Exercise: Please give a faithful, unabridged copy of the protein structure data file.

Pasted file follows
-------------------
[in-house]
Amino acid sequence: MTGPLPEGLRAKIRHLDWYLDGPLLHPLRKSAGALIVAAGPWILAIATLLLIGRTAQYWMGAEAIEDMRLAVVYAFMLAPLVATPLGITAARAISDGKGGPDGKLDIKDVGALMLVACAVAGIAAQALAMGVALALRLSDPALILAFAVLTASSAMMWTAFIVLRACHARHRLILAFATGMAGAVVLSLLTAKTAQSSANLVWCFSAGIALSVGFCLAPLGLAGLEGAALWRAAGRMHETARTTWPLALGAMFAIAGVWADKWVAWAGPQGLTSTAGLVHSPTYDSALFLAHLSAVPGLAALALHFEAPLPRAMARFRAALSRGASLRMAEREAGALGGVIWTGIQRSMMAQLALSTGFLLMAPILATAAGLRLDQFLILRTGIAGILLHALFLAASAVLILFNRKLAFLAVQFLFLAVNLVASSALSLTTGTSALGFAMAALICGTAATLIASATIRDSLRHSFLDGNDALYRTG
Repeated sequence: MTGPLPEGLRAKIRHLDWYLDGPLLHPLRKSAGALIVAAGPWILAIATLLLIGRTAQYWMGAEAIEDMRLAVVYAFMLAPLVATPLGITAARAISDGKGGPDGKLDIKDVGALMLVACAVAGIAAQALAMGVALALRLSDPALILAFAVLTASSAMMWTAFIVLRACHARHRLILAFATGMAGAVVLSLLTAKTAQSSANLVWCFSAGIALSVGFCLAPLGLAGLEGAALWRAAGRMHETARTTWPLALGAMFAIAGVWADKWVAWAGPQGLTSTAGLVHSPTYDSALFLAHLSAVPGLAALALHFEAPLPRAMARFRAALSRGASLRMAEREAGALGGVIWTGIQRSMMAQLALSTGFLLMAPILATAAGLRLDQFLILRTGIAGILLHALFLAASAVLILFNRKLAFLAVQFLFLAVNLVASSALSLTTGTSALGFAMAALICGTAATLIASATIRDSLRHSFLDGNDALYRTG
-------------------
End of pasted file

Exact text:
[in-house]
Amino acid sequence: MTGPLPEGLRAKIRHLDWYLDGPLLHPLRKSAGALIVAAGPWILAIATLLLIGRTAQYWMGAEAIEDMRLAVVYAFMLAPLVATPLGITAARAISDGKGGPDGKLDIKDVGALMLVACAVAGIAAQALAMGVALALRLSDPALILAFAVLTASSAMMWTAFIVLRACHARHRLILAFATGMAGAVVLSLLTAKTAQSSANLVWCFSAGIALSVGFCLAPLGLAGLEGAALWRAAGRMHETARTTWPLALGAMFAIAGVWADKWVAWAGPQGLTSTAGLVHSPTYDSALFLAHLSAVPGLAALALHFEAPLPRAMARFRAALSRGASLRMAEREAGALGGVIWTGIQRSMMAQLALSTGFLLMAPILATAAGLRLDQFLILRTGIAGILLHALFLAASAVLILFNRKLAFLAVQFLFLAVNLVASSALSLTTGTSALGFAMAALICGTAATLIASATIRDSLRHSFLDGNDALYRTG
Repeated sequence: MTGPLPEGLRAKIRHLDWYLDGPLLHPLRKSAGALIVAAGPWILAIATLLLIGRTAQYWMGAEAIEDMRLAVVYAFMLAPLVATPLGITAARAISDGKGGPDGKLDIKDVGALMLVACAVAGIAAQALAMGVALALRLSDPALILAFAVLTASSAMMWTAFIVLRACHARHRLILAFATGMAGAVVLSLLTAKTAQSSANLVWCFSAGIALSVGFCLAPLGLAGLEGAALWRAAGRMHETARTTWPLALGAMFAIAGVWADKWVAWAGPQGLTSTAGLVHSPTYDSALFLAHLSAVPGLAALALHFEAPLPRAMARFRAALSRGASLRMAEREAGALGGVIWTGIQRSMMAQLALSTGFLLMAPILATAAGLRLDQFLILRTGIAGILLHALFLAASAVLILFNRKLAFLAVQFLFLAVNLVASSALSLTTGTSALGFAMAALICGTAATLIASATIRDSLRHSFLDGNDALYRTG